One sign that social media are maturing is that content tricks such as lists and how-tos do no longer satisfy readers who have had their fill of hors d’oeuvres and hunger for something substantial.
That’s the viewpoint of Drew Hawkins, who recently commented in a blog post titled “The Fall of Content” that “When creating content, whether it’s your blog or Twitter or some other platform, you should ask yourself: are you posting something that you are genuinely passionate about? Or are you just trying to drive traffic at the expense of your reader?”
Customers are ready to move past design gimmicks – fascination by bright shiny objects – in favor of design and capabilities that make information easier to find and use. “Thou shalt not direct a visitor away from thy site” was never more true than today.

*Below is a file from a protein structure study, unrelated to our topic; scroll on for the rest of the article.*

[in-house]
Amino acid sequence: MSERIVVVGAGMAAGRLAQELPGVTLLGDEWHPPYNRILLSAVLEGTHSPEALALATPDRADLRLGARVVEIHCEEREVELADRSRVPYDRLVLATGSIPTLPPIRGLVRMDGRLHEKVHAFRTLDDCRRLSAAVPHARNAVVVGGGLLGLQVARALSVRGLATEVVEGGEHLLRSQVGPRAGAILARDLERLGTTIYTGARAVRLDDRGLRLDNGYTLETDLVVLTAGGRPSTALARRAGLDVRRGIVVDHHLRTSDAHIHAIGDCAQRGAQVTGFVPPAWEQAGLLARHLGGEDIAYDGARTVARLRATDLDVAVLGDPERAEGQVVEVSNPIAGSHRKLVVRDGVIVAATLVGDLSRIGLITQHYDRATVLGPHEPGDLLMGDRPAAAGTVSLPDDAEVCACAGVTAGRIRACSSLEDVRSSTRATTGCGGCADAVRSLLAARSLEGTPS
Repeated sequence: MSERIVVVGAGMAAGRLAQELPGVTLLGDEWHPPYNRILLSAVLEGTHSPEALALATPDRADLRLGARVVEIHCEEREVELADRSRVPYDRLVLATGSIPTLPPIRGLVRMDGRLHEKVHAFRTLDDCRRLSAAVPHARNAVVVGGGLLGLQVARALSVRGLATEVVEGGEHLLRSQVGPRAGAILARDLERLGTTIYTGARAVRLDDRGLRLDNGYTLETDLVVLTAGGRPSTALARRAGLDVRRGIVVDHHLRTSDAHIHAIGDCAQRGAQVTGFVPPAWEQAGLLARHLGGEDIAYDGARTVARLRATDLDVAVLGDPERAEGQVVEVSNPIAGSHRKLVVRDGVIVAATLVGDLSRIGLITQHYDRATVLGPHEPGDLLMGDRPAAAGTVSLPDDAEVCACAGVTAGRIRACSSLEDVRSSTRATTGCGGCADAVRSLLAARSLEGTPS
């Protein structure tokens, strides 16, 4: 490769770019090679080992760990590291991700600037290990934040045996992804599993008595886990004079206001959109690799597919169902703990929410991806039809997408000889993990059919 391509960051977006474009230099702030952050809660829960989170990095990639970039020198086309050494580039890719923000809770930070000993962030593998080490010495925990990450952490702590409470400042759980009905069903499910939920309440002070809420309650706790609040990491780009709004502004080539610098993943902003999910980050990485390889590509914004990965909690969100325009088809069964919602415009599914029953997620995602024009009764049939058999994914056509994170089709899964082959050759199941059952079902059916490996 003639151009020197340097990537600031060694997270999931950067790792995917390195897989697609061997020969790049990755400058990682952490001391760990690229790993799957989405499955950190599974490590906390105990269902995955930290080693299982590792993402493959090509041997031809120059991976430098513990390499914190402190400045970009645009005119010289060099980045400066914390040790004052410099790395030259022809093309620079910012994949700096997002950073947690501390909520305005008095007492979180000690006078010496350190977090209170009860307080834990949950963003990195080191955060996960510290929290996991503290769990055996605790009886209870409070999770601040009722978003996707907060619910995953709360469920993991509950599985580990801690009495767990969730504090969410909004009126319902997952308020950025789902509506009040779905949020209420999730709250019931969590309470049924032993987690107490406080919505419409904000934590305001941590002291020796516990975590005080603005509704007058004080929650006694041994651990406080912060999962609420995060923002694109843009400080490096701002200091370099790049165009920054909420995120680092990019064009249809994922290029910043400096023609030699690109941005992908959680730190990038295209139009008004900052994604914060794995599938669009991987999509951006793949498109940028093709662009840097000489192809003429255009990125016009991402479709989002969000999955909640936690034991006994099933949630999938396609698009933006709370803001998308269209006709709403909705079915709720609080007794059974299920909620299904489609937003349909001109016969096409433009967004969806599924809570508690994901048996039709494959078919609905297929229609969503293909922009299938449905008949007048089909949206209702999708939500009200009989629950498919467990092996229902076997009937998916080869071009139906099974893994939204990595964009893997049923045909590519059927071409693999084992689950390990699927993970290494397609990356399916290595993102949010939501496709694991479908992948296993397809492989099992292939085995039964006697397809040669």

Thus content and design must work together – and also with your other marketing and communications strategies.
Hawkins isn’t alone in this viewpoint or the first to express it — it’s something Hammock has believed since its founding in 1991. Your online presence needs to provide potential customers and clients with content that helps them evaluate and use your products and services—what we call contextual content. And the design must be clear, easy to navigate and use.
Whether in print, online or skywritten, content and design must be not only creative, but also meaningful and helpful to our clients’ audiences. Otherwise, it’s like an ad that gets everyone talking – but no one can remember what the product is.
And isn’t the point to have content that works for your product or service?